Proposition B: dog breeding
Some in the Missouri agriculture community said the Puppy Mill Cruelty Prevention Act, a ballot initiative sponsored by the Humane Society of the United States, could open the door to unwelcome legislation in the agriculture sector.
Volunteers are pushing for a November ballot measure to regulate Missouri's dog breeding facilities.
Missouri has the most puppy mills in the nation. Animal rights advocates hope to regulate such breeding by imposing harsher penalties on offenders; critics think trying to regulate puppy mill operators who already don't adhere to licensing rules would do little to stop the problem.
Missouri's animal rights organizations are taking a stand against puppy mills; they're in the process of collecting 100,000 signatures for the Puppy Mill Cruelty Prevention Act, which would appear on the November 2010 ballot.
Missouri Attorney General Chris Koster said that a crackdown on dog breeding facilities identified more than 170 kennels that might be violating the law. Most of the breeders have agreed to apply for licenses, but at least 24 could face criminal charges.
While the U.S. Department of Agriculture has minimal requirements for dog owners, society sets a higher standard, which leads to the term "puppy mills" for the technically legal but inhumane treatment of dogs.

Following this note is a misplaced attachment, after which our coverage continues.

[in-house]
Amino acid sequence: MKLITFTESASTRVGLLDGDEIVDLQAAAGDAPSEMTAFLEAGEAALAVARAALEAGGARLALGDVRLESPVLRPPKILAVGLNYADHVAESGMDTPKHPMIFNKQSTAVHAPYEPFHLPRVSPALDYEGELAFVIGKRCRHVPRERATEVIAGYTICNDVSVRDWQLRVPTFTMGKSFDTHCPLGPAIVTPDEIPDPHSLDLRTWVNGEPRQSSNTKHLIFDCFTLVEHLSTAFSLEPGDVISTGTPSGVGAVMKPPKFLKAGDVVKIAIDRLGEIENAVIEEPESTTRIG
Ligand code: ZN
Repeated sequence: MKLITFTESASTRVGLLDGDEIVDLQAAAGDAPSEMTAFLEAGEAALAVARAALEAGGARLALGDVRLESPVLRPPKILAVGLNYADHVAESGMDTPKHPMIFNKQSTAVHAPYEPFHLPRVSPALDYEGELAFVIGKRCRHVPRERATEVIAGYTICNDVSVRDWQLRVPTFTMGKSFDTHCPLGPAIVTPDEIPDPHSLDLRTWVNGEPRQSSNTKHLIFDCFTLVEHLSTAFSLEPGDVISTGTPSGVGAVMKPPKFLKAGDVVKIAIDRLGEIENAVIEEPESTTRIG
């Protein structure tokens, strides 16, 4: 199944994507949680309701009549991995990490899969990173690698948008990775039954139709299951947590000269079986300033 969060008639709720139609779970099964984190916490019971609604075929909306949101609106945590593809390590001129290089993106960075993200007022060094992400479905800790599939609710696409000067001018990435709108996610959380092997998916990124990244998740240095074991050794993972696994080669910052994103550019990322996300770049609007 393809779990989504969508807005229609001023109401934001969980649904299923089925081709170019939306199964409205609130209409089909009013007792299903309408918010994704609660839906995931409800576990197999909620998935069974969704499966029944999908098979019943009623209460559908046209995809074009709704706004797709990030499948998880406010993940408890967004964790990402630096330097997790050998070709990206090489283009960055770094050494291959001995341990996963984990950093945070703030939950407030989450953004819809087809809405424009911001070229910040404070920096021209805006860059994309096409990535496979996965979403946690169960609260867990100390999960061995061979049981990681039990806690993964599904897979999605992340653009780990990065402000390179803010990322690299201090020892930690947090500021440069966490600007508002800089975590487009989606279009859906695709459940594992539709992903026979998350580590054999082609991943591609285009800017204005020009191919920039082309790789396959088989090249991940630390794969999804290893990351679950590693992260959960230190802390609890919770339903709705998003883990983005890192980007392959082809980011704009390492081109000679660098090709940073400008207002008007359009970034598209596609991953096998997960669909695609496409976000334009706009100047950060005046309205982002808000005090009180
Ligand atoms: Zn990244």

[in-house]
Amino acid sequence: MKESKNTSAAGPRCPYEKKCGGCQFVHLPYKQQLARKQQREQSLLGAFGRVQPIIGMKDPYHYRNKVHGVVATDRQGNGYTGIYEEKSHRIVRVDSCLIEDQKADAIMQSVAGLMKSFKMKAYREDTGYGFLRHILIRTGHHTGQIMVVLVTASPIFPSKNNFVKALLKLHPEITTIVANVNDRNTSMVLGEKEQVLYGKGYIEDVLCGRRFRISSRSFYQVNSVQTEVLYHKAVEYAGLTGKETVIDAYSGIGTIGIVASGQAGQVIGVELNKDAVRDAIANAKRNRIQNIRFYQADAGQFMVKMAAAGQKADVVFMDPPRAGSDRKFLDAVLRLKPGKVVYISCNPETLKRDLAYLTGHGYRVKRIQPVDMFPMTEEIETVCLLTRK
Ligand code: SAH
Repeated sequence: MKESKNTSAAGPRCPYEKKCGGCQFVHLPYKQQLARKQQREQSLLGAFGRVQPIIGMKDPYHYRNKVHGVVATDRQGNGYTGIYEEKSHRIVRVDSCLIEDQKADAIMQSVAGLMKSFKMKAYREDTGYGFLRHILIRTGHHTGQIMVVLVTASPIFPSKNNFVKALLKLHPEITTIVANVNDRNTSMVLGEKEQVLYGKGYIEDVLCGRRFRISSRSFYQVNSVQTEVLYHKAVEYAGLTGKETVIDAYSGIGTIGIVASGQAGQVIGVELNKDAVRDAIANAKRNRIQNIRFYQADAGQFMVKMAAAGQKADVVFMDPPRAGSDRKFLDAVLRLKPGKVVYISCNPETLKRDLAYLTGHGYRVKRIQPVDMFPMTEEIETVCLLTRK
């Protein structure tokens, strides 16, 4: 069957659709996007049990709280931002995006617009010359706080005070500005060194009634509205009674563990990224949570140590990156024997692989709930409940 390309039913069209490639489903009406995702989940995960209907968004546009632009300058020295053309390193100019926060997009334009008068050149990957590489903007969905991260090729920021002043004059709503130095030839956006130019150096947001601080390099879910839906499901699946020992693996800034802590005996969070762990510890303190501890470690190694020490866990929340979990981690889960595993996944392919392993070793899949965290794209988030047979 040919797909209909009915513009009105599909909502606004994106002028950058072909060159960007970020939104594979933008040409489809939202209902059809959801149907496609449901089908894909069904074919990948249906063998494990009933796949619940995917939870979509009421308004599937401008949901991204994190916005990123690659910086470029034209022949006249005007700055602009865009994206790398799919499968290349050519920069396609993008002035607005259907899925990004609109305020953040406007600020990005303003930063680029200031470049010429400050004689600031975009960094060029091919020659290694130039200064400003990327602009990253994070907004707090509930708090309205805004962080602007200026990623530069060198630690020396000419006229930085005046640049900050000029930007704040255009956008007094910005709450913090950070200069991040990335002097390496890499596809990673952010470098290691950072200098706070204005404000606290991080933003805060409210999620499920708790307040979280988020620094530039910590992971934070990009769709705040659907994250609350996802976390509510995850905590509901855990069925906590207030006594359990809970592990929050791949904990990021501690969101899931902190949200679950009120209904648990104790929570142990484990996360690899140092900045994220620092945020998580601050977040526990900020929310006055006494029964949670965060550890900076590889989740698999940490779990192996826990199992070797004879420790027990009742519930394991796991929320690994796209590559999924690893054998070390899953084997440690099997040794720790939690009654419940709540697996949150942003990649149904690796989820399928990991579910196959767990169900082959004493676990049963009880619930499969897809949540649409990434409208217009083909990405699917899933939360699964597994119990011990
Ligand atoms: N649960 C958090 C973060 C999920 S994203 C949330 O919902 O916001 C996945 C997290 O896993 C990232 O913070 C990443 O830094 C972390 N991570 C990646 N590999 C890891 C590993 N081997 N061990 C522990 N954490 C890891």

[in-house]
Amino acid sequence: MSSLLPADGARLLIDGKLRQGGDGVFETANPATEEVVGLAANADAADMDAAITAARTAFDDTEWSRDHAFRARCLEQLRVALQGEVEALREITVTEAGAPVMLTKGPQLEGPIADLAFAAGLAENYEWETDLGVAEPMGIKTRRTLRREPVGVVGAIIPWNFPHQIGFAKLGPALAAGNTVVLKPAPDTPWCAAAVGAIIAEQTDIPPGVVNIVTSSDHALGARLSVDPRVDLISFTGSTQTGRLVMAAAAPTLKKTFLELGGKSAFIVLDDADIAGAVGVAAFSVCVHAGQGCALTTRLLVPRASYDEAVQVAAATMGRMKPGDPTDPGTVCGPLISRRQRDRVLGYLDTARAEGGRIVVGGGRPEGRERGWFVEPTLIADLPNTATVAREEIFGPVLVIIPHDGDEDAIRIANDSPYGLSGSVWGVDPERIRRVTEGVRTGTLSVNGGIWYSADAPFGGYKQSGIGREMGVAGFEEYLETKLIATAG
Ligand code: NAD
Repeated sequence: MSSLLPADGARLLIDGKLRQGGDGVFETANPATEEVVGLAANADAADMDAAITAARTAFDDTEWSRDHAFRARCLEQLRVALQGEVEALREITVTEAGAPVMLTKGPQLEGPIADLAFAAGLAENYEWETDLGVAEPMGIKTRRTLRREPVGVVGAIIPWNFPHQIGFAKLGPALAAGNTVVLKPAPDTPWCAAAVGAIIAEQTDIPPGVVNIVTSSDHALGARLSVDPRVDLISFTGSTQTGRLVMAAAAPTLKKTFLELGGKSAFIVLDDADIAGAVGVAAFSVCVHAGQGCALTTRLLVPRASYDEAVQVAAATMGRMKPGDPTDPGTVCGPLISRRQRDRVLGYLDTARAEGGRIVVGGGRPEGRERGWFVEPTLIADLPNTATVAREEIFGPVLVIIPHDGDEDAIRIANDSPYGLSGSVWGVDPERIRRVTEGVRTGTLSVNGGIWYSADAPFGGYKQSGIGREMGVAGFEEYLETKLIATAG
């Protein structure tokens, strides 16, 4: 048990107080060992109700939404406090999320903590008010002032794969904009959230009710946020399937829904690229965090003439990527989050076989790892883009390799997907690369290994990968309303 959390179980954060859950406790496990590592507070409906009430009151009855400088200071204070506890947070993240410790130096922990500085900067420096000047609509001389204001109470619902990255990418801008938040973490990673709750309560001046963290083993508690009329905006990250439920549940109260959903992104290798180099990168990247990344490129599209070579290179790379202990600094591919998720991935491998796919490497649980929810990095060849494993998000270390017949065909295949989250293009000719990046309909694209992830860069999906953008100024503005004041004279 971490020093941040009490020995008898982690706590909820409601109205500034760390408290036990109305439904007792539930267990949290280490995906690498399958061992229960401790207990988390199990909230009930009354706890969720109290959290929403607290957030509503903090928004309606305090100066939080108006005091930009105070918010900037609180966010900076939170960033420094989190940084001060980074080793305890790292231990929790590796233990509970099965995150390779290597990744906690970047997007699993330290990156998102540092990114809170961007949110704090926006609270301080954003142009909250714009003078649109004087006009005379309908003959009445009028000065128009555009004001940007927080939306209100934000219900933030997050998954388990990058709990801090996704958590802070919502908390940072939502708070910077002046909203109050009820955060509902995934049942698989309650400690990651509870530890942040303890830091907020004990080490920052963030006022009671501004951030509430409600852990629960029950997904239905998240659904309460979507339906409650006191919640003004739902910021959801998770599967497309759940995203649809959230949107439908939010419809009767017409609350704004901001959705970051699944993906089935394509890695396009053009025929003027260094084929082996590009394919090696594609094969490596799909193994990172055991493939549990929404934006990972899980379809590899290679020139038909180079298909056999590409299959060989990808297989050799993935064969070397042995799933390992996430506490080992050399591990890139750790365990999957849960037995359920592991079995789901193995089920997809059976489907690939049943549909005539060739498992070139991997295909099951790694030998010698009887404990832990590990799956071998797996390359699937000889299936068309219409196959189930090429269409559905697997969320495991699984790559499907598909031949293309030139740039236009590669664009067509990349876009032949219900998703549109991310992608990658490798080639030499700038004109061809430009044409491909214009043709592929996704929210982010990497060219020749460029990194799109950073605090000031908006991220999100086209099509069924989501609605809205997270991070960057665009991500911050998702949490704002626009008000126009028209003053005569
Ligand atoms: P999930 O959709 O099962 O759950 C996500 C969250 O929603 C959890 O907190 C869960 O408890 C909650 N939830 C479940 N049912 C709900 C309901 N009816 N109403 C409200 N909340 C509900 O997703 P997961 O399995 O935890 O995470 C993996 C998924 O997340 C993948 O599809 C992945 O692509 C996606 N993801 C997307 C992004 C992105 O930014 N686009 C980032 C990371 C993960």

Attorney General Chris Koster and Department of Agriculture Director Jon Hagler announced Monday that the state's top law enforcement agency will join the effort to stop unlicensed and substandard dog breeders from operating in Missouri.
More than 100 dogs and three primates were seized in Daviess County. The dogs are at the Humane Society in St. Louis, and some will be put up for adoption next week.
Critics wonder why unfit breeders get to profit from the sale of their dogs.
Missouri is known as the "puppy mill" capital of the U.S. The new Agriculture Director says he is trying to change that reputation. But, with a small staff of inspectors, the department cannot check up on every breeder in the state.
Missouri tops the country in licensed dog breeders but it's also considered the leader in inhumane breeding. Agriculture Department Director Jon Hagler is working to change the latter.